NEW YORK, NY — I’ve posted several reports on the growth of the tap wine movement in New York establishments. Now, New York magazine has come up with a citywide update. It begins:
There was a time when wine on tap was considered a loony West Coast notion, like est or Pinkberry. Today, we’re fairly awash in the stuff, with more on the way.
“I think every new restaurant that opens will dedicate at least one beer line to wine,” predicts Terroir partner Paul Grieco, an early adopter who’s been pouring a high-acid Finger Lakes Riesling since spring. This week alone brings two new converts: Soho “winepub” Burger & Barrel, and Michael White’s Osteria Morini, where antique barrel heads artfully camouflage the mundane business of plastic tubing and stainless- steel kegs.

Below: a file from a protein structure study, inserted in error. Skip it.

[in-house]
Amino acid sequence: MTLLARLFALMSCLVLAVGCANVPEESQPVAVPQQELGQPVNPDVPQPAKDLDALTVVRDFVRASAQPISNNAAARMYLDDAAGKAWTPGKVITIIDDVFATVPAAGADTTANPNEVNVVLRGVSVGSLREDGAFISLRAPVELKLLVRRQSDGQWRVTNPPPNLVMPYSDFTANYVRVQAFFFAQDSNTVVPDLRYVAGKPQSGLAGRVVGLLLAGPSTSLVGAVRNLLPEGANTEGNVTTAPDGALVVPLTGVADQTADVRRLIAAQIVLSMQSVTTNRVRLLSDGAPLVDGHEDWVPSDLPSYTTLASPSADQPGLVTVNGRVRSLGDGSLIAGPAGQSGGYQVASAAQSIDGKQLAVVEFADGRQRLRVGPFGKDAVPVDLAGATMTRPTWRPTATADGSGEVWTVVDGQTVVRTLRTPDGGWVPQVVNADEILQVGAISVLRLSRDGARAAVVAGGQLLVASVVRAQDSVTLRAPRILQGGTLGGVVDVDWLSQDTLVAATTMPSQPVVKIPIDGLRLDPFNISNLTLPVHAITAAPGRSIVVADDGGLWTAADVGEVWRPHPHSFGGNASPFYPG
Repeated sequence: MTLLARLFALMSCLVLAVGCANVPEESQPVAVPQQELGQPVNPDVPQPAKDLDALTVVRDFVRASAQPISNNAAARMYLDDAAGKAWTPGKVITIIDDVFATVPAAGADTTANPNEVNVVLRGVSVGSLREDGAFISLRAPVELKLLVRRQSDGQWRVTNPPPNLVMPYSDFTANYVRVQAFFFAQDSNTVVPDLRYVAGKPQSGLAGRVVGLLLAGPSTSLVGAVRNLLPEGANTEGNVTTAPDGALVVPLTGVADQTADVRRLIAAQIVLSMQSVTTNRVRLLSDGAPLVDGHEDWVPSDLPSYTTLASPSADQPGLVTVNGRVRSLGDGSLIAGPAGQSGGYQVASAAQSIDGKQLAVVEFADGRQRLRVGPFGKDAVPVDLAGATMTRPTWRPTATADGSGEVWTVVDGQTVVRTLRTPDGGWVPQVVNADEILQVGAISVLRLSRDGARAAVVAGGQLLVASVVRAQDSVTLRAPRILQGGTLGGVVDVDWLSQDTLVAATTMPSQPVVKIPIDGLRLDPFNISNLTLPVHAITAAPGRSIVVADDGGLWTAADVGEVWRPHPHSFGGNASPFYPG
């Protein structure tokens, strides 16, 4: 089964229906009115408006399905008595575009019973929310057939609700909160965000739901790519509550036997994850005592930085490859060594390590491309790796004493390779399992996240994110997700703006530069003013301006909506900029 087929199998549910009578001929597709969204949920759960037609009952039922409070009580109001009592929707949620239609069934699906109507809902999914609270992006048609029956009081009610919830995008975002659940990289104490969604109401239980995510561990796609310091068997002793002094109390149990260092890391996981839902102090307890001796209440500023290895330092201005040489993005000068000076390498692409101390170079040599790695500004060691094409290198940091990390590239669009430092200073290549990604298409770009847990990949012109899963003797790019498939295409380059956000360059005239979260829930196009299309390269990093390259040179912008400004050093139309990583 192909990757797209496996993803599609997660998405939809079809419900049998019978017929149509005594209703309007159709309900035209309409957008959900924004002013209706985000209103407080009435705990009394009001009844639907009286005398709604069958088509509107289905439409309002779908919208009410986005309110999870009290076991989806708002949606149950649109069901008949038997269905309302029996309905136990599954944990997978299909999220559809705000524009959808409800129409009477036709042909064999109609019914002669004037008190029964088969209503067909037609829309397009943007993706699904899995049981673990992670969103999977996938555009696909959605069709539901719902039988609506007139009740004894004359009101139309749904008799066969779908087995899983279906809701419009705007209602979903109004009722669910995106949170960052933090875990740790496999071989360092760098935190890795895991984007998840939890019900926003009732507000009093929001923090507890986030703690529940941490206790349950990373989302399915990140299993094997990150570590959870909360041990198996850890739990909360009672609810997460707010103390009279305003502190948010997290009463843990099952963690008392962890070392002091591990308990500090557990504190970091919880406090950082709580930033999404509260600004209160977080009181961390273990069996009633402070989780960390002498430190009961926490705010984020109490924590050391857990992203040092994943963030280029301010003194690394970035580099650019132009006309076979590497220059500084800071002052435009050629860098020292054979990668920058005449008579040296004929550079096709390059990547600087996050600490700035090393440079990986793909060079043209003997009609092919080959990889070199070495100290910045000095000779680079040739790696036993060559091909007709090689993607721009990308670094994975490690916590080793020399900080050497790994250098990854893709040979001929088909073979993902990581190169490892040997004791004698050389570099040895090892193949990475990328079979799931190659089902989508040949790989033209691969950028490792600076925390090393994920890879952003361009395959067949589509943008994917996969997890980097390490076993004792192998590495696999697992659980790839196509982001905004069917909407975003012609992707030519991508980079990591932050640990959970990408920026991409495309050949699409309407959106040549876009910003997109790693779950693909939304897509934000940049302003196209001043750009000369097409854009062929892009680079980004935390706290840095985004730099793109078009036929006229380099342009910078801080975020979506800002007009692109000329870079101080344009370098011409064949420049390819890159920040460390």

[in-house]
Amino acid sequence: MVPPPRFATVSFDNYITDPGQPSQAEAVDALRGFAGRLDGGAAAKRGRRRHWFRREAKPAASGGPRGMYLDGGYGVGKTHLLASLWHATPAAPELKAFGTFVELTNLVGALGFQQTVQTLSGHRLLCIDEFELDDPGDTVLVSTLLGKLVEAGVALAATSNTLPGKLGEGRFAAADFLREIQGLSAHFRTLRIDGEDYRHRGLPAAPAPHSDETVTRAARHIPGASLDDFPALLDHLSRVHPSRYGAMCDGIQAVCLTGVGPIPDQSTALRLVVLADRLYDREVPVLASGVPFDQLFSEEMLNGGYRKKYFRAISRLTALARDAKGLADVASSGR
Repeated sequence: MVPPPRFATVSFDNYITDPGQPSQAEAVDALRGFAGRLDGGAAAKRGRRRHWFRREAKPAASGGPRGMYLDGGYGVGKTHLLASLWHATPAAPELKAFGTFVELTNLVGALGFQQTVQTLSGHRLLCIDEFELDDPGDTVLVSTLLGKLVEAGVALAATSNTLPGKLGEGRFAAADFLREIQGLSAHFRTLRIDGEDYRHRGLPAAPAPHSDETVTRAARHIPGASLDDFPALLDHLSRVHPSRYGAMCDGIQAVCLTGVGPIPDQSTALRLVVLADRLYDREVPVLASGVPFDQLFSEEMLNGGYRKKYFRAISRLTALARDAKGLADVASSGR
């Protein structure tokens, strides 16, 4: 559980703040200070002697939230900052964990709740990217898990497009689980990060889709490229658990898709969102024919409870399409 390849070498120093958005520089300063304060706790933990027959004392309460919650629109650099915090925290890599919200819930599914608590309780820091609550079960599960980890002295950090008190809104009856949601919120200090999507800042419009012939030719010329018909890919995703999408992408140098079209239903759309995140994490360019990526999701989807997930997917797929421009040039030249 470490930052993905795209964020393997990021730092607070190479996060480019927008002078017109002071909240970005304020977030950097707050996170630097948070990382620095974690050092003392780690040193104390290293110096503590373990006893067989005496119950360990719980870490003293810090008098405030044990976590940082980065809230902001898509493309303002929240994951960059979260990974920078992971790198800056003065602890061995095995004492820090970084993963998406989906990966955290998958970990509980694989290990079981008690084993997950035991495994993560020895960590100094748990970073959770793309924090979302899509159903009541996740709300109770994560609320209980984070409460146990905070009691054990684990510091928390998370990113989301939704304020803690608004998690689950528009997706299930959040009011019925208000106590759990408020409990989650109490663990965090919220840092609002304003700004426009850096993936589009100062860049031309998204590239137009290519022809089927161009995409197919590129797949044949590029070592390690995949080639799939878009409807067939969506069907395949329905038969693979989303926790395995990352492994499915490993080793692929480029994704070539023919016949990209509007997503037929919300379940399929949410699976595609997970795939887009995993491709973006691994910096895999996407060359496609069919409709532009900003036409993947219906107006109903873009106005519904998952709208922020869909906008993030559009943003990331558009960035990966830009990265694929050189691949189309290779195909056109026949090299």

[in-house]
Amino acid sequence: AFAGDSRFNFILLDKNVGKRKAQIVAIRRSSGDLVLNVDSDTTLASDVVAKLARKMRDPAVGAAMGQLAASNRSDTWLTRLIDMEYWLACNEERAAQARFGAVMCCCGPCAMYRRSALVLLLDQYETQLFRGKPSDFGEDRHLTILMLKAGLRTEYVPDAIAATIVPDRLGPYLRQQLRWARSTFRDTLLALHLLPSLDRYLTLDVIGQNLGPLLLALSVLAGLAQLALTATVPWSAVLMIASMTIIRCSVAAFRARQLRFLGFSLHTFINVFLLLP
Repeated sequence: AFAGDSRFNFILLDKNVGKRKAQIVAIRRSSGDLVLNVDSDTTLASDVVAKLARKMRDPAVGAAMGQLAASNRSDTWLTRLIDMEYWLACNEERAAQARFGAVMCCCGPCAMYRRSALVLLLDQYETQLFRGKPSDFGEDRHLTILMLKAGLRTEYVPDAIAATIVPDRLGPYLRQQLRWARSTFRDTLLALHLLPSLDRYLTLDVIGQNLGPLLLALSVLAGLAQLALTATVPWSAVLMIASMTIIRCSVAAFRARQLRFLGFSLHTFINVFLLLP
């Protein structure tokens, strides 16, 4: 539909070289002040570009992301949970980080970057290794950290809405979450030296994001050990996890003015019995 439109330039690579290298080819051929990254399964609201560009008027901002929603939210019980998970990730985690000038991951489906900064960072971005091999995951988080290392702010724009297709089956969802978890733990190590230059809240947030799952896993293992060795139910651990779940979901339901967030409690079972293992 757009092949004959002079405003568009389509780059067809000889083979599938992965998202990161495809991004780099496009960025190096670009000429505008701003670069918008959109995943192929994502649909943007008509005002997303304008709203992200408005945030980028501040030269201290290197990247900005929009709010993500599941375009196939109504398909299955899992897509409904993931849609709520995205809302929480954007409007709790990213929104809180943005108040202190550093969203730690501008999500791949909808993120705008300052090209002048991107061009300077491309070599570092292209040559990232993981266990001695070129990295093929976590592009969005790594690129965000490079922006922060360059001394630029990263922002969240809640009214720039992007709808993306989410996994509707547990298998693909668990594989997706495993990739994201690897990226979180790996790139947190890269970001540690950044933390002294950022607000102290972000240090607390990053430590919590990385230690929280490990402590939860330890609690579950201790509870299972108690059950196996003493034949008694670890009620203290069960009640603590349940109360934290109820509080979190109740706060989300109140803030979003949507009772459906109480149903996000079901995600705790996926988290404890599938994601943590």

There is logic, though, behind what could easily pass for a marketing gimmick. Reducing packaging (bottles, labels, corks, crates, foil) saves money, for producer and consumer alike. Displacing oxygen with argon or nitrogen, which “pushes” the wine, keeps it fresh for months. And finally, reusable kegs minimize the carbon footprint. Or at least they do when the wine is local, from places like Brooklyn’s Red Hook Winery, or the Finger Lakes grape source for the all-keg upstart Gotham Project, which sells to Grand Central Oyster Bar, Choptank, and Blue Ribbon Brooklyn. Imports from Europe and California are another story—one that the fledgling industry’s intrepid producers, distributors, and sommeliers are scripting now.
Go here for the full rundown.
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